Conceptual and Methodological Issues in the Design of Clinical Trials of Antipsychotics for the Treatment of Schizophrenia
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Schizophrenia is one of the most severe and disabling psychiatric disorders. Antipsychotic drugs offer considerable benefits in controlling symptoms and preventing relapse. The strategy for the present review of clinical trials was to ask ‘What are the features of schizophrenia and the existing treatments of the illness that have implications for future clinical trials’ ? Six key facts were identified.
First, schizophrenia is genetically ‘complex’. Trials may benefit from designs including genetically related illnesses, by focussing on cross-cutting aspects of the phenotype such as psychosis or cognitive dysfunction, and by collecting information on possible moderators and mediators of treatment response.
Second, schizophrenia affects multiple neurotransmitter systems. Mutiple signalling pathways may need to be considered, with different time courses of response. Outcome measures from clinical trials could be collected at more frequent intervals, particularly in the early phase of response.
Third, the clinical features used to define the illness are a mix of symptoms and social-occupational dysfunction, yet treatment response is often defined only by changes in symptoms. Multiple measures of functioning need to be collected at baseline and at the endpoint of trials. Consensus definitions for response, remission, relapse, recovery and recurrence need to be developed.
Fourth, schizophrenia is often highly disabling. Linking treatment response in clinical trials to measures of quality-adjusted life-years will allow comparison with other medical illnesses using common metrics.
Fifth, the general health and care of individuals with schizophrenia is often poor. ‘Complex’ interventions, which include, but are not limited to, antipsychotic medications, need to be designed and tested for the problems facing these patients.
Finally, large gaps exist between clinical trials, practice guidelines and patterns of practice. Trials need to be designed to investigate widely used approaches such as antipsychotic polypharmacy, where actual practice diverges from evidence-based guidelines.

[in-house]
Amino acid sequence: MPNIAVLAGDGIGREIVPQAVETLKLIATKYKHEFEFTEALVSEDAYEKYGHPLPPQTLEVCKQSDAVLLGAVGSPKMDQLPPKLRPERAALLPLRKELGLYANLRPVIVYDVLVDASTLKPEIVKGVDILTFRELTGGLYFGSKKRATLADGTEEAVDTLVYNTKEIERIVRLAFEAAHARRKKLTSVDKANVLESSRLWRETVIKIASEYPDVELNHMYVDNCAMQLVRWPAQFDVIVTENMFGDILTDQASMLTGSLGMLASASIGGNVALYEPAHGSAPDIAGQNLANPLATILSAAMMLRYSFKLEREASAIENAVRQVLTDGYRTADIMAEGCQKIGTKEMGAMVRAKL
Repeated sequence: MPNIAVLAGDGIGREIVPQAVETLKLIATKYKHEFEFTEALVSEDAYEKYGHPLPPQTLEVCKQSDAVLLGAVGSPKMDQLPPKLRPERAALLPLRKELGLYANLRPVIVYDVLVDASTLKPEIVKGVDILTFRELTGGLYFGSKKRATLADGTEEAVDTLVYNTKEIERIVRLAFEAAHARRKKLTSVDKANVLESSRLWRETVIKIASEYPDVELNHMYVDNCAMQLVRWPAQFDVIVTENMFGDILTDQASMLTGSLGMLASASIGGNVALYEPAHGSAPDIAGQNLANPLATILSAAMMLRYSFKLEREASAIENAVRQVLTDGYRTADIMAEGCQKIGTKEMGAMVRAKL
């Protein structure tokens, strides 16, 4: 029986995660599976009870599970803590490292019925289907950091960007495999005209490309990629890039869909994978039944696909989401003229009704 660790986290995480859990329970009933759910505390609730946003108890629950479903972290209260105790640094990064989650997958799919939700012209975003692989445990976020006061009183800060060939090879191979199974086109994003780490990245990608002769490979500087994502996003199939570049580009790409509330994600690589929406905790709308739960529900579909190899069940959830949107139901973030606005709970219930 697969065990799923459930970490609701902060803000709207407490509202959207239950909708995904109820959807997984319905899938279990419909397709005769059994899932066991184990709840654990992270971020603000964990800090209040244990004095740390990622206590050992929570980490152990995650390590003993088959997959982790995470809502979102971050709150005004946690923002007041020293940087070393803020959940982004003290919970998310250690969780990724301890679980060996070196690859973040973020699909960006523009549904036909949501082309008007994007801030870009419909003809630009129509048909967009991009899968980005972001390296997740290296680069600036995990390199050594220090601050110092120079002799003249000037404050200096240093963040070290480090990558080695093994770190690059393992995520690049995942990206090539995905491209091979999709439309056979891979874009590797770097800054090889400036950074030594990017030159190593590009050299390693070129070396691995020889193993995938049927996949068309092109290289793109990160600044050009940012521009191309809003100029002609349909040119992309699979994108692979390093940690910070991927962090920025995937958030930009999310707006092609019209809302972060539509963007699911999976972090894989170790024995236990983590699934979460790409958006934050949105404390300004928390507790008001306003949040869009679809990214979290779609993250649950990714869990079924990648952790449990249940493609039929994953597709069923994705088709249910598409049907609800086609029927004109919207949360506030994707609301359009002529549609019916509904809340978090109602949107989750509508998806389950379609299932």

KeywordsSchizophrenia Clozapine Risperidone Antipsychotic Drug Negative Symptom
Support was provided by the Michael Smith Foundation for Health Research and the BC Mental Health and Addictions Services.
Dr Honer reports receiving consulting or advisory board fees from In Silico, Janssen, AstraZeneca and Solvay; lecture fees from AstraZeneca and Janssen; and grant support from Eli Lilly, Janssen and AstraZeneca.
Drs Thornton, Sherwood and Barr have no financial ties to the industry.
Dr MacEwan reports receiving consulting or advisory board fees from AstraZeneca, Janssen, Eli Lilly and Novartis; lecture fees from GlaxoSmithKline; and grant support from AstraZeneca.
Dr Ehmann reports receiving grant support from Pfizer.
Dr Williams reports receiving consulting or advisory board fees from AstraZeneca, GenPharm, Janssen, Eli Lilly and Prestwick Pharmaceuticals; lecture fees from AstraZeneca, GenPharm, Janssen, Eli Lilly, Novartis, Pfizer and Prestwick Pharmaceuticals; and grant funding from AstraZeneca, Janssen and Pfizer.
Dr Kopala reports receiving consulting or advisory board fees from AstraZeneca, Pfizer, Solvay and Janssen; and receiving lecture fees as well as grant support from AstraZeneca and Janssen.
Dr Procyshyn reports receiving consulting or advisory board fees and lecture fees from AstraZeneca, Janssen, Eli Lilly and GlaxoSmithKline.
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